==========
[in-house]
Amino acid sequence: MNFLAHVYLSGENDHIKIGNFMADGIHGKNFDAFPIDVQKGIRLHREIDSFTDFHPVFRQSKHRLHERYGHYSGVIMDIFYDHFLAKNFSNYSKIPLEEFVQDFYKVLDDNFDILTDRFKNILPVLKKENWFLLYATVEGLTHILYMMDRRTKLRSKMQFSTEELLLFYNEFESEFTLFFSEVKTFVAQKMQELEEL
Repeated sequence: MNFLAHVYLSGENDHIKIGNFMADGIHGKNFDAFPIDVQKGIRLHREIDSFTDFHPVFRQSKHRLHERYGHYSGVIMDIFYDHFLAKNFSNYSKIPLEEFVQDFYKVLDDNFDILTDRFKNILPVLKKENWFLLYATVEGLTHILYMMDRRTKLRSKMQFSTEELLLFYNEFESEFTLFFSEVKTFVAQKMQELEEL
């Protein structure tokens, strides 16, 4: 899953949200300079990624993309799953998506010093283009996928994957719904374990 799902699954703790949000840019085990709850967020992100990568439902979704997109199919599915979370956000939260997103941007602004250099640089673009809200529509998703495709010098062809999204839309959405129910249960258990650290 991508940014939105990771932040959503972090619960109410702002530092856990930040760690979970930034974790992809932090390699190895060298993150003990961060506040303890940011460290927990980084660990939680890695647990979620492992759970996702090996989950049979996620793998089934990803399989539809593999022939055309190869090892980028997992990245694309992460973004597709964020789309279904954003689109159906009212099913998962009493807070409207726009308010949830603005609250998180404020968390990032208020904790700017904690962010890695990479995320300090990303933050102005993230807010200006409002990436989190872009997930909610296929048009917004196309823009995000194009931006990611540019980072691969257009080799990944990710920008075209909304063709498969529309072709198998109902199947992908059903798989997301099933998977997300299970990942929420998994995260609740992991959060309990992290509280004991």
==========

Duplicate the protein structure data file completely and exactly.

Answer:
[in-house]
Amino acid sequence: MNFLAHVYLSGENDHIKIGNFMADGIHGKNFDAFPIDVQKGIRLHREIDSFTDFHPVFRQSKHRLHERYGHYSGVIMDIFYDHFLAKNFSNYSKIPLEEFVQDFYKVLDDNFDILTDRFKNILPVLKKENWFLLYATVEGLTHILYMMDRRTKLRSKMQFSTEELLLFYNEFESEFTLFFSEVKTFVAQKMQELEEL
Repeated sequence: MNFLAHVYLSGENDHIKIGNFMADGIHGKNFDAFPIDVQKGIRLHREIDSFTDFHPVFRQSKHRLHERYGHYSGVIMDIFYDHFLAKNFSNYSKIPLEEFVQDFYKVLDDNFDILTDRFKNILPVLKKENWFLLYATVEGLTHILYMMDRRTKLRSKMQFSTEELLLFYNEFESEFTLFFSEVKTFVAQKMQELEEL
């Protein structure tokens, strides 16, 4: 899953949200300079990624993309799953998506010093283009996928994957719904374990 799902699954703790949000840019085990709850967020992100990568439902979704997109199919599915979370956000939260997103941007602004250099640089673009809200529509998703495709010098062809999204839309959405129910249960258990650290 991508940014939105990771932040959503972090619960109410702002530092856990930040760690979970930034974790992809932090390699190895060298993150003990961060506040303890940011460290927990980084660990939680890695647990979620492992759970996702090996989950049979996620793998089934990803399989539809593999022939055309190869090892980028997992990245694309992460973004597709964020789309279904954003689109159906009212099913998962009493807070409207726009308010949830603005609250998180404020968390990032208020904790700017904690962010890695990479995320300090990303933050102005993230807010200006409002990436989190872009997930909610296929048009917004196309823009995000194009931006990611540019980072691969257009080799990944990710920008075209909304063709498969529309072709198998109902199947992908059903798989997301099933998977997300299970990942929420998994995260609740992991959060309990992290509280004991």